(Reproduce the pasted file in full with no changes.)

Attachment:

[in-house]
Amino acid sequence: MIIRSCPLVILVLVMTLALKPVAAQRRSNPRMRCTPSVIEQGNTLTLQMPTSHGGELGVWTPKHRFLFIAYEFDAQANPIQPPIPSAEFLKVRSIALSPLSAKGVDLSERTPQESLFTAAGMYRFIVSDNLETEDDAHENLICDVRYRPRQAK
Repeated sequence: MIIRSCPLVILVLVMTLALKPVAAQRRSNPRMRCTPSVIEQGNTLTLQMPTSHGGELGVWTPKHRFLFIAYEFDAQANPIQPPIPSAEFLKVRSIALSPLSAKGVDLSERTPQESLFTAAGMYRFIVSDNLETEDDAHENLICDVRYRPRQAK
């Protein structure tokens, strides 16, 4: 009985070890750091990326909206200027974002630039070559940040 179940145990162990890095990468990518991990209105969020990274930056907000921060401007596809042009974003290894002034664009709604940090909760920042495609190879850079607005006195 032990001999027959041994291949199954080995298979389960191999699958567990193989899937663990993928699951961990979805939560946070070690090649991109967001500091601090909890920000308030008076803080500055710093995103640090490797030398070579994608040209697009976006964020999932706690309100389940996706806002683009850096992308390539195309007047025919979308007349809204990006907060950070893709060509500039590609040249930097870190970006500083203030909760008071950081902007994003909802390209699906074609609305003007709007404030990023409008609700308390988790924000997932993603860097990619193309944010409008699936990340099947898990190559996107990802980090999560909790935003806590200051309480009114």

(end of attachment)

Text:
[in-house]
Amino acid sequence: MIIRSCPLVILVLVMTLALKPVAAQRRSNPRMRCTPSVIEQGNTLTLQMPTSHGGELGVWTPKHRFLFIAYEFDAQANPIQPPIPSAEFLKVRSIALSPLSAKGVDLSERTPQESLFTAAGMYRFIVSDNLETEDDAHENLICDVRYRPRQAK
Repeated sequence: MIIRSCPLVILVLVMTLALKPVAAQRRSNPRMRCTPSVIEQGNTLTLQMPTSHGGELGVWTPKHRFLFIAYEFDAQANPIQPPIPSAEFLKVRSIALSPLSAKGVDLSERTPQESLFTAAGMYRFIVSDNLETEDDAHENLICDVRYRPRQAK
């Protein structure tokens, strides 16, 4: 009985070890750091990326909206200027974002630039070559940040 179940145990162990890095990468990518991990209105969020990274930056907000921060401007596809042009974003290894002034664009709604940090909760920042495609190879850079607005006195 032990001999027959041994291949199954080995298979389960191999699958567990193989899937663990993928699951961990979805939560946070070690090649991109967001500091601090909890920000308030008076803080500055710093995103640090490797030398070579994608040209697009976006964020999932706690309100389940996706806002683009850096992308390539195309007047025919979308007349809204990006907060950070893709060509500039590609040249930097870190970006500083203030909760008071950081902007994003909802390209699906074609609305003007709007404030990023409008609700308390988790924000997932993603860097990619193309944010409008699936990340099947898990190559996107990802980090999560909790935003806590200051309480009114």